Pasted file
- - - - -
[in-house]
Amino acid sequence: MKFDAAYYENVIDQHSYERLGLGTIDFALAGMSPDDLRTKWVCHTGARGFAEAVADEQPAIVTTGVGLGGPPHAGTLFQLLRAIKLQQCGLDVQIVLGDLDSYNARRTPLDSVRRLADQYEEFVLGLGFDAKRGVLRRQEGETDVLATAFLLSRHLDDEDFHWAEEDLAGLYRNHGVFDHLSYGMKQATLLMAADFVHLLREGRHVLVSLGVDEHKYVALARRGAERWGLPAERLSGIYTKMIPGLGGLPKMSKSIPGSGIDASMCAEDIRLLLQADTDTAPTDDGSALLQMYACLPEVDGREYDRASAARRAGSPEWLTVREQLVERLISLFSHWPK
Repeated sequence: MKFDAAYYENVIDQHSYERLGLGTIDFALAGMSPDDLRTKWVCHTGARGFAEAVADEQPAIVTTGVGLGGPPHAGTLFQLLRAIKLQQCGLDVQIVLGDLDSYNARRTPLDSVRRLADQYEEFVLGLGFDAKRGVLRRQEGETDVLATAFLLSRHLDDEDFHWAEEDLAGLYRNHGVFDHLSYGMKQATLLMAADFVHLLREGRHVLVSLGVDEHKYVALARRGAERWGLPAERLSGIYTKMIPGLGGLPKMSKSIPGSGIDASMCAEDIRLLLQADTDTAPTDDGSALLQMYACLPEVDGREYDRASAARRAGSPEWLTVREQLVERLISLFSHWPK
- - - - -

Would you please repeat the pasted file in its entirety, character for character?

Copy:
[in-house]
Amino acid sequence: MKFDAAYYENVIDQHSYERLGLGTIDFALAGMSPDDLRTKWVCHTGARGFAEAVADEQPAIVTTGVGLGGPPHAGTLFQLLRAIKLQQCGLDVQIVLGDLDSYNARRTPLDSVRRLADQYEEFVLGLGFDAKRGVLRRQEGETDVLATAFLLSRHLDDEDFHWAEEDLAGLYRNHGVFDHLSYGMKQATLLMAADFVHLLREGRHVLVSLGVDEHKYVALARRGAERWGLPAERLSGIYTKMIPGLGGLPKMSKSIPGSGIDASMCAEDIRLLLQADTDTAPTDDGSALLQMYACLPEVDGREYDRASAARRAGSPEWLTVREQLVERLISLFSHWPK
Repeated sequence: MKFDAAYYENVIDQHSYERLGLGTIDFALAGMSPDDLRTKWVCHTGARGFAEAVADEQPAIVTTGVGLGGPPHAGTLFQLLRAIKLQQCGLDVQIVLGDLDSYNARRTPLDSVRRLADQYEEFVLGLGFDAKRGVLRRQEGETDVLATAFLLSRHLDDEDFHWAEEDLAGLYRNHGVFDHLSYGMKQATLLMAADFVHLLREGRHVLVSLGVDEHKYVALARRGAERWGLPAERLSGIYTKMIPGLGGLPKMSKSIPGSGIDASMCAEDIRLLLQADTDTAPTDDGSALLQMYACLPEVDGREYDRASAARRAGSPEWLTVREQLVERLISLFSHWPK